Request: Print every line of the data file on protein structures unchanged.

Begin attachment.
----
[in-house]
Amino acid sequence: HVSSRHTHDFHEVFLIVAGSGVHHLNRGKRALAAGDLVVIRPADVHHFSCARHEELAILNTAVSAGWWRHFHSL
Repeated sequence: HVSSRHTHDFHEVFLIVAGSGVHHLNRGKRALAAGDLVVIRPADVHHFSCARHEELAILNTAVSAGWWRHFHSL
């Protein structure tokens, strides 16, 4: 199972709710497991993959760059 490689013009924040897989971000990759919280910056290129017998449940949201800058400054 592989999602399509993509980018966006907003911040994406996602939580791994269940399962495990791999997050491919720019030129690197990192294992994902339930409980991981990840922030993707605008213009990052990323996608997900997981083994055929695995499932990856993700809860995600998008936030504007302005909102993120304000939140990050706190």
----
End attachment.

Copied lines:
[in-house]
Amino acid sequence: HVSSRHTHDFHEVFLIVAGSGVHHLNRGKRALAAGDLVVIRPADVHHFSCARHEELAILNTAVSAGWWRHFHSL
Repeated sequence: HVSSRHTHDFHEVFLIVAGSGVHHLNRGKRALAAGDLVVIRPADVHHFSCARHEELAILNTAVSAGWWRHFHSL
């Protein structure tokens, strides 16, 4: 199972709710497991993959760059 490689013009924040897989971000990759919280910056290129017998449940949201800058400054 592989999602399509993509980018966006907003911040994406996602939580791994269940399962495990791999997050491919720019030129690197990192294992994902339930409980991981990840922030993707605008213009990052990323996608997900997981083994055929695995499932990856993700809860995600998008936030504007302005909102993120304000939140990050706190």